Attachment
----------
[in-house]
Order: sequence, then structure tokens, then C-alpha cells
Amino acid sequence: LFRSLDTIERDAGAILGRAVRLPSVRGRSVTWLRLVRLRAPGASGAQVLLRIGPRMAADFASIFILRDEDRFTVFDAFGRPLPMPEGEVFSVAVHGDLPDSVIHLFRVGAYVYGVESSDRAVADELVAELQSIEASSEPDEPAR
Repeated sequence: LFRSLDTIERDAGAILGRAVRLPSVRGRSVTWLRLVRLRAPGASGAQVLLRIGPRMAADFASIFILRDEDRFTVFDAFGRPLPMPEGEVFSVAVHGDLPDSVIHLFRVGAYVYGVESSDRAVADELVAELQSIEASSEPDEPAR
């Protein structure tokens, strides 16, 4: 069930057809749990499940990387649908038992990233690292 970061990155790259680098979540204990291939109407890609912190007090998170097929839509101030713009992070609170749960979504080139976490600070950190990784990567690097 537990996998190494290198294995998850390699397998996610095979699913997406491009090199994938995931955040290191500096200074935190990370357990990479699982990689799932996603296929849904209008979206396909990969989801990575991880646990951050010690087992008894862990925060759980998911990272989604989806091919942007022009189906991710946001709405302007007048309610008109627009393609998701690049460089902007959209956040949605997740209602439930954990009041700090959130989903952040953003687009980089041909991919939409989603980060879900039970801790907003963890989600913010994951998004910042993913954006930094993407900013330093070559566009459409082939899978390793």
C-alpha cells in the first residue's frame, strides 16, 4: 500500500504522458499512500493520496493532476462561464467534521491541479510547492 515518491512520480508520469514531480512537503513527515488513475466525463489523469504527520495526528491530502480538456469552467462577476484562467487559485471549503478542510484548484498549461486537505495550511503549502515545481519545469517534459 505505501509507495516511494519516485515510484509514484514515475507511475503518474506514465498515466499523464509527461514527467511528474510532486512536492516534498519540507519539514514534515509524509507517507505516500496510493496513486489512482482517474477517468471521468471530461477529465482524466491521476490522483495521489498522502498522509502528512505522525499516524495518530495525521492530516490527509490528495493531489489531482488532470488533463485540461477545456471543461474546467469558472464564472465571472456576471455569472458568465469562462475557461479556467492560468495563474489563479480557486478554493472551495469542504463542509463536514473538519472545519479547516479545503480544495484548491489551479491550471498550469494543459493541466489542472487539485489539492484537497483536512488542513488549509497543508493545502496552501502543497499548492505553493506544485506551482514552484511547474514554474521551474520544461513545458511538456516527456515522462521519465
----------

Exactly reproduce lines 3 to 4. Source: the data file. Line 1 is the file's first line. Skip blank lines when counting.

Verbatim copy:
Amino acid sequence: LFRSLDTIERDAGAILGRAVRLPSVRGRSVTWLRLVRLRAPGASGAQVLLRIGPRMAADFASIFILRDEDRFTVFDAFGRPLPMPEGEVFSVAVHGDLPDSVIHLFRVGAYVYGVESSDRAVADELVAELQSIEASSEPDEPAR
Repeated sequence: LFRSLDTIERDAGAILGRAVRLPSVRGRSVTWLRLVRLRAPGASGAQVLLRIGPRMAADFASIFILRDEDRFTVFDAFGRPLPMPEGEVFSVAVHGDLPDSVIHLFRVGAYVYGVESSDRAVADELVAELQSIEASSEPDEPAR